If you really get down to it, besides the obvious financial gains, 90 percent of sequels have no reason for existing — and as I sit here and think about it, I might be feeling a bit generous in this regard, too. This is especially, unarguably true about Dolphin Tale 2. And not just because if it had never been made I wouldn’t have had to sit through it, but because who the hell was clamoring for a sequel to Dolphin Tale (2011)? The thing didn’t even make that much money, but here’s part two, a lasting monument to bad decisions and wastes of time and money.
Dolphin Tale 2 picks up a few years after its predecessor, with the Clearwater Marine Hospital becoming a full-blown tourist attraction thanks to Winter the dolphin and her prosthetic tail, which was at the center of the first movie. With this new fame comes a whole host of problems, from investors who have only the hospital’s bottom line in mind, to head vet Clay (Harry Connick, Jr.) trying to keep the welfare of the animals in focus. All of this is compounded by the death of Panama, Winter’s surrogate mother, which pushes Winter into a deep depression and sends the hospital scrambling to find her a new companion.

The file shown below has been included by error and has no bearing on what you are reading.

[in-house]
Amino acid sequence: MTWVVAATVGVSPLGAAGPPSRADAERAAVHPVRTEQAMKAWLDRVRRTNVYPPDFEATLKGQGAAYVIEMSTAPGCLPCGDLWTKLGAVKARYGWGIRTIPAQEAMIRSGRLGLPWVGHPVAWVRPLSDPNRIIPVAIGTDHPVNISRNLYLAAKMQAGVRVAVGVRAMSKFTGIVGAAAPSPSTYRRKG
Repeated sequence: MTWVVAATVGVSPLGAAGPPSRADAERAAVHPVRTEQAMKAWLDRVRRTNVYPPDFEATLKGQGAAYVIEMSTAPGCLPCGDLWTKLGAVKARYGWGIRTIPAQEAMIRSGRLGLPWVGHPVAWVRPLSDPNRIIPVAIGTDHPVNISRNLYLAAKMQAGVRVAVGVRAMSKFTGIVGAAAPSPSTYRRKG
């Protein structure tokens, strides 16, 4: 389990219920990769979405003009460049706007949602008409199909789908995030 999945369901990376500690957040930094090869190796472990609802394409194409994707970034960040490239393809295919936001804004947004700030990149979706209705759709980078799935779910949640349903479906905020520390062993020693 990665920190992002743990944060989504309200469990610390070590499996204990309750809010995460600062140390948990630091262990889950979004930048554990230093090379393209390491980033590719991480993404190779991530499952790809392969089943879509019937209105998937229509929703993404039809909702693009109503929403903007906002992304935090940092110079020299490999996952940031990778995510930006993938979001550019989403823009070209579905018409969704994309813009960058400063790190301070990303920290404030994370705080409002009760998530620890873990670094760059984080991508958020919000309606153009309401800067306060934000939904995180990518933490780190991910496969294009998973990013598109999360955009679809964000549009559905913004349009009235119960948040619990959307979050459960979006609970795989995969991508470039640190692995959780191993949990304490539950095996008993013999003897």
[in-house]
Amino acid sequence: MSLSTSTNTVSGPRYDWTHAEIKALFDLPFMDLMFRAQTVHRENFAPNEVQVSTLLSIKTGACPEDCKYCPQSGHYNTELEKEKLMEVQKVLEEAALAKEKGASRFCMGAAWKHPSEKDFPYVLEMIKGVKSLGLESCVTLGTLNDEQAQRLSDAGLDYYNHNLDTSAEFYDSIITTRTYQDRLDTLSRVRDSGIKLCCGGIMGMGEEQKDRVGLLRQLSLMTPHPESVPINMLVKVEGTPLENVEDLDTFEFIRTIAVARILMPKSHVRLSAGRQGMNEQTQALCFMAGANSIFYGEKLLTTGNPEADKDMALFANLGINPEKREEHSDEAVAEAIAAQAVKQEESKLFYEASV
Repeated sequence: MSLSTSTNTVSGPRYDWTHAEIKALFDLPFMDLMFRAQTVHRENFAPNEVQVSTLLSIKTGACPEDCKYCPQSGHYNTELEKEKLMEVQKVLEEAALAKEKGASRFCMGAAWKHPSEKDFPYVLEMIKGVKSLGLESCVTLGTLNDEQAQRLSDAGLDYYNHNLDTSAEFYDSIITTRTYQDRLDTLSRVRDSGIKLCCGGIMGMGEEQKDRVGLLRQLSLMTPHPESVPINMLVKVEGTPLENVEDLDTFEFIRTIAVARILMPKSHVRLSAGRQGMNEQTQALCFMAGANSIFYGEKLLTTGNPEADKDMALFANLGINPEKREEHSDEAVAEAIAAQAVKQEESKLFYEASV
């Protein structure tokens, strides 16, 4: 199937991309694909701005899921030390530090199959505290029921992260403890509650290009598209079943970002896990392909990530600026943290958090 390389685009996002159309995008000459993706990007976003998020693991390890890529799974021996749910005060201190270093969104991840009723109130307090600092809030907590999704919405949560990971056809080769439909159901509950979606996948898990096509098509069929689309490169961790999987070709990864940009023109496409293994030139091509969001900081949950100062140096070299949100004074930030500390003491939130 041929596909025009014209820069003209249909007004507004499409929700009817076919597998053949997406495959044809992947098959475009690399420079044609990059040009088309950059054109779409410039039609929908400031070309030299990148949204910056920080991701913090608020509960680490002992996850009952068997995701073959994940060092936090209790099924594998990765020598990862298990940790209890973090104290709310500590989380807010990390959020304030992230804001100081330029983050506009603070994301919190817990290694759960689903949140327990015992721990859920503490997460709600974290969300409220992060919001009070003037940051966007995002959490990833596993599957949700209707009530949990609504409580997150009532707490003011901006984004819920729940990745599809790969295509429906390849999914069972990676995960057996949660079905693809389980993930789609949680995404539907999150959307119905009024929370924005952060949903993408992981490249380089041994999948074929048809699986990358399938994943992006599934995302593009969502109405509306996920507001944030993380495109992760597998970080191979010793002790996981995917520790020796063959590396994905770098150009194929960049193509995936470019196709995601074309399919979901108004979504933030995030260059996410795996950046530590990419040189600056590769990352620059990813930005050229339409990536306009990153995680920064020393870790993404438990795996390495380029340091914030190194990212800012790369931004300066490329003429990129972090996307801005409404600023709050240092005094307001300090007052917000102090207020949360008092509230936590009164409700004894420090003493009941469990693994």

This isn’t just a movie about dolphin depression (possibly the first such account in the history of cinema, a monumental achievement), it’s also about familial angst. Clay is constantly struggling with his daughter, Hazel, and her friend Sawyer (Cozi Zuehlsdorff and Nathan Gamble, respectively, who now have this movie to thank for fully documenting their awkward, early teen years). They help him run the hospital, but want to have a bigger voice in Winter’s future. Regardless, it’s all pretty dramatically listless, since this is the type of family-friendly affair that’s not going to head towards any truly dark places. If it weren’t for the five-minute Morgan Freeman cameo, Dolphin Tale 2 would’ve made its premiere on basic cable. Honestly, even with Freeman, it’s still Movie of the Week material with a higher budget. Obviously, this sort of thing is probably fine for young kids, with its cute animals and low stakes. But that doesn’t change Dolphin Tale 2 from being dull and — at 107 minutes — overlong pap. Yeah, it’s harmless, but that harmlessness, in turn, makes the movie unabashedly mawkish and tedious. Rated PG for some mild thematic elements.